Can your child do crossed knee taps? In our experience, children by age seven years should easily be able to do them.
Crossed knee taps are when you tap your hand to the opposite knee and then switch sides and do the same thing with your other hand touching the opposite knee.
Why is this important? It’s important for brain development. Crossed knee taps help to develop the corpus callosum, a large bridge of brain connections that unites the two sides of the brain. Each side of the brain processes the same information differently. The left side is more involved with language and analyzing fine details. The right side is about synthesizing information together as a whole to get the “big picture”. To have better comprehension and learning, we need the two sides of the brain to communicate with each other; that’s why it is so important to develop the corpus callosum.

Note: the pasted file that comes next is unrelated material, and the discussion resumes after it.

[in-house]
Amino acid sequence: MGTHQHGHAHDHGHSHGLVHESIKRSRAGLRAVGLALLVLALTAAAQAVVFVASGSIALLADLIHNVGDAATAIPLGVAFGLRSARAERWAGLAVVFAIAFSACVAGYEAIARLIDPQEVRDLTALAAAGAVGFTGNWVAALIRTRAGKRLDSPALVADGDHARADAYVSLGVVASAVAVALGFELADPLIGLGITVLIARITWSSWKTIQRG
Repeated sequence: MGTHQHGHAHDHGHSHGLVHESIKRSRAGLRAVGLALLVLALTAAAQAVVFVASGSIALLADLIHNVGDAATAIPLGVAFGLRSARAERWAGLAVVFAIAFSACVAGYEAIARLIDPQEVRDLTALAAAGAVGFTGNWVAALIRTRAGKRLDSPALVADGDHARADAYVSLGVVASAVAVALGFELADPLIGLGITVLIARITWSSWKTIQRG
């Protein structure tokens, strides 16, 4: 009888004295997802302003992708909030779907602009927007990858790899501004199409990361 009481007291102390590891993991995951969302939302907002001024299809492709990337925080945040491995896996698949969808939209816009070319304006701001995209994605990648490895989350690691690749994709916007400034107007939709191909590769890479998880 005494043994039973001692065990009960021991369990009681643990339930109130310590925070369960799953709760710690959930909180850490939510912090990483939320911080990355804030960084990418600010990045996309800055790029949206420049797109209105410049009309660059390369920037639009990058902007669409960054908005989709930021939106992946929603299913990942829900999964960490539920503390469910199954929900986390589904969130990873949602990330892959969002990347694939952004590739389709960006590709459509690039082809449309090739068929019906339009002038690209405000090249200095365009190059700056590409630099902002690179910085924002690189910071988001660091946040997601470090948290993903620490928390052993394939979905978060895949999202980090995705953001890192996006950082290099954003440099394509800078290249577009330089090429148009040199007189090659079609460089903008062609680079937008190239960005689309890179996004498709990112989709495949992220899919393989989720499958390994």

Try it for fun with your kids at home. Children under age seven years, or who are developmentally immature, will likely touch the same hand to the same knee (homo-lateral). We try not to say too much to kids when we model crossed knee taps other than “Can you do this?” We want to see what they do automatically. If your child cannot do crossed knee taps, try saying the words “criss-cross-apple-sauce” while moving slowly through the crossed knee tap motions (cross lateral). It will help build your child’s confidence and creativity, too!